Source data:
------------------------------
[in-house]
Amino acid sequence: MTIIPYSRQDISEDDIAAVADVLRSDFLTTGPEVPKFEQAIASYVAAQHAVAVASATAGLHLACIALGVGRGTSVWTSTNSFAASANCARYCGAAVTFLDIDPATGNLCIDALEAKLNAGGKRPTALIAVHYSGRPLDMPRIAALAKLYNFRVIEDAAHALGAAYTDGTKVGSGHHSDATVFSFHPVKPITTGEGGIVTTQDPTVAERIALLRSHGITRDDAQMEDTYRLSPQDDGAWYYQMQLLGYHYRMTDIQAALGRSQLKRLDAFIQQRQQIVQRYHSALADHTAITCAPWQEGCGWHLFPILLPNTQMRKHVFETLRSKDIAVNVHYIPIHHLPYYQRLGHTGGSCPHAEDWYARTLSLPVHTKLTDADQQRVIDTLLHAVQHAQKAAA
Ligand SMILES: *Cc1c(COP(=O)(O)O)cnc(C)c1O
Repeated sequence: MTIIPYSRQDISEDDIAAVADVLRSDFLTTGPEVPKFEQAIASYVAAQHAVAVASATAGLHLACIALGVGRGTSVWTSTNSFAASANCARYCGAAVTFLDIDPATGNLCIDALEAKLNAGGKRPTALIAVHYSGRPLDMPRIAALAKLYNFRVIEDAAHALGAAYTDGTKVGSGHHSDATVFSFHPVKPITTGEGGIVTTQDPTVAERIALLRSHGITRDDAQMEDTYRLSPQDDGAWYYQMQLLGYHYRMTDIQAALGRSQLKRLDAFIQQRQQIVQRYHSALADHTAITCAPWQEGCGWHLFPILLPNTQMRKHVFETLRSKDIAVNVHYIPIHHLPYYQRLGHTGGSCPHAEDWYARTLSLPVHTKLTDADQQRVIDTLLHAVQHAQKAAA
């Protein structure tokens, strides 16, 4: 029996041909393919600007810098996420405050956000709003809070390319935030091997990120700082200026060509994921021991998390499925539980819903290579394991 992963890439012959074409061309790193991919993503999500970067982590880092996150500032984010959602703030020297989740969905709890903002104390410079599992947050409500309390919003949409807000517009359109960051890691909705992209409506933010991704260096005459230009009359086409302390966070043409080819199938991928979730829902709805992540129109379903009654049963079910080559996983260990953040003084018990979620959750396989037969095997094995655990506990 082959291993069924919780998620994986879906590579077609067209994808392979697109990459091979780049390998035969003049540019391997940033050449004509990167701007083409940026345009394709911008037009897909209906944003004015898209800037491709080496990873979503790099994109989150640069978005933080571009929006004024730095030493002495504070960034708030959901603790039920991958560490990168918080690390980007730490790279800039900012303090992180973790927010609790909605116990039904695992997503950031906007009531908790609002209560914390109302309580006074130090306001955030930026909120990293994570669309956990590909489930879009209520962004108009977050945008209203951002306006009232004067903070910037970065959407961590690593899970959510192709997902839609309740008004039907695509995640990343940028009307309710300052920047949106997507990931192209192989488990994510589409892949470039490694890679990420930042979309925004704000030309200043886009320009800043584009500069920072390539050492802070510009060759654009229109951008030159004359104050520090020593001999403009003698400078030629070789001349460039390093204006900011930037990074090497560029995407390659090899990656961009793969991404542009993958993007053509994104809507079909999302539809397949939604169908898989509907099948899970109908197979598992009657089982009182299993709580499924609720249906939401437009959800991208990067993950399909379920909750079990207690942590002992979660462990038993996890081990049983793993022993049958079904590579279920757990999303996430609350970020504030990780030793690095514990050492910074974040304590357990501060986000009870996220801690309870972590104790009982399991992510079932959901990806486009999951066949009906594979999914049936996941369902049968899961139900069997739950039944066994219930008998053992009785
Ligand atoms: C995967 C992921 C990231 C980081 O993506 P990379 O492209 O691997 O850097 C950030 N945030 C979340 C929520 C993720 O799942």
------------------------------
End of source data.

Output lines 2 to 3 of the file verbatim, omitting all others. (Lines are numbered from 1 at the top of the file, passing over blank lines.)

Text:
Amino acid sequence: MTIIPYSRQDISEDDIAAVADVLRSDFLTTGPEVPKFEQAIASYVAAQHAVAVASATAGLHLACIALGVGRGTSVWTSTNSFAASANCARYCGAAVTFLDIDPATGNLCIDALEAKLNAGGKRPTALIAVHYSGRPLDMPRIAALAKLYNFRVIEDAAHALGAAYTDGTKVGSGHHSDATVFSFHPVKPITTGEGGIVTTQDPTVAERIALLRSHGITRDDAQMEDTYRLSPQDDGAWYYQMQLLGYHYRMTDIQAALGRSQLKRLDAFIQQRQQIVQRYHSALADHTAITCAPWQEGCGWHLFPILLPNTQMRKHVFETLRSKDIAVNVHYIPIHHLPYYQRLGHTGGSCPHAEDWYARTLSLPVHTKLTDADQQRVIDTLLHAVQHAQKAAA
Ligand SMILES: *Cc1c(COP(=O)(O)O)cnc(C)c1O